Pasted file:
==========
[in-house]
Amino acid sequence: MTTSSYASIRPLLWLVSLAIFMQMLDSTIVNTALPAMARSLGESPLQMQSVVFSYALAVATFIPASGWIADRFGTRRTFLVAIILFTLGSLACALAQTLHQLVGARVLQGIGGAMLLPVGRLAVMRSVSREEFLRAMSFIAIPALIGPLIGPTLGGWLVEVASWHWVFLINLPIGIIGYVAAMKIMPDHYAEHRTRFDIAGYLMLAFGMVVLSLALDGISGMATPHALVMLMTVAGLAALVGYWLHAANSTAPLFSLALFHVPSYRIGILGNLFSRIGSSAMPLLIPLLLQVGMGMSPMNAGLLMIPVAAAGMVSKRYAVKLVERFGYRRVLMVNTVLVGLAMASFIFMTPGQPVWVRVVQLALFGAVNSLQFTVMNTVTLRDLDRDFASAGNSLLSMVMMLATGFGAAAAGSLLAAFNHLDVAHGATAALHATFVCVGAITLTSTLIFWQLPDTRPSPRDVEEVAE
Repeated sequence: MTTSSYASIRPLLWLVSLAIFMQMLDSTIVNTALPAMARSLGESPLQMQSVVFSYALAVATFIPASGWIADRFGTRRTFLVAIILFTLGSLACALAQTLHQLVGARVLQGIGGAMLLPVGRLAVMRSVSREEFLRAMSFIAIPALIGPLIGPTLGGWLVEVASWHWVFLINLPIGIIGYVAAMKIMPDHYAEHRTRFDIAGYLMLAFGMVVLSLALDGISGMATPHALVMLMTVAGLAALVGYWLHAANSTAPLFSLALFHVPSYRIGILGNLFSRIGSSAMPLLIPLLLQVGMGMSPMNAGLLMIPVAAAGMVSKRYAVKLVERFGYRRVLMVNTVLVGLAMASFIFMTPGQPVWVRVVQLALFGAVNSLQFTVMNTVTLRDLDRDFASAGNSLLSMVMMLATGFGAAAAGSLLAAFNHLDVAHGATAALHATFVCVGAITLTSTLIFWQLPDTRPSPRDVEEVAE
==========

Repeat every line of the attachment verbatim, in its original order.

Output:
[in-house]
Amino acid sequence: MTTSSYASIRPLLWLVSLAIFMQMLDSTIVNTALPAMARSLGESPLQMQSVVFSYALAVATFIPASGWIADRFGTRRTFLVAIILFTLGSLACALAQTLHQLVGARVLQGIGGAMLLPVGRLAVMRSVSREEFLRAMSFIAIPALIGPLIGPTLGGWLVEVASWHWVFLINLPIGIIGYVAAMKIMPDHYAEHRTRFDIAGYLMLAFGMVVLSLALDGISGMATPHALVMLMTVAGLAALVGYWLHAANSTAPLFSLALFHVPSYRIGILGNLFSRIGSSAMPLLIPLLLQVGMGMSPMNAGLLMIPVAAAGMVSKRYAVKLVERFGYRRVLMVNTVLVGLAMASFIFMTPGQPVWVRVVQLALFGAVNSLQFTVMNTVTLRDLDRDFASAGNSLLSMVMMLATGFGAAAAGSLLAAFNHLDVAHGATAALHATFVCVGAITLTSTLIFWQLPDTRPSPRDVEEVAE
Repeated sequence: MTTSSYASIRPLLWLVSLAIFMQMLDSTIVNTALPAMARSLGESPLQMQSVVFSYALAVATFIPASGWIADRFGTRRTFLVAIILFTLGSLACALAQTLHQLVGARVLQGIGGAMLLPVGRLAVMRSVSREEFLRAMSFIAIPALIGPLIGPTLGGWLVEVASWHWVFLINLPIGIIGYVAAMKIMPDHYAEHRTRFDIAGYLMLAFGMVVLSLALDGISGMATPHALVMLMTVAGLAALVGYWLHAANSTAPLFSLALFHVPSYRIGILGNLFSRIGSSAMPLLIPLLLQVGMGMSPMNAGLLMIPVAAAGMVSKRYAVKLVERFGYRRVLMVNTVLVGLAMASFIFMTPGQPVWVRVVQLALFGAVNSLQFTVMNTVTLRDLDRDFASAGNSLLSMVMMLATGFGAAAAGSLLAAFNHLDVAHGATAALHATFVCVGAITLTSTLIFWQLPDTRPSPRDVEEVAE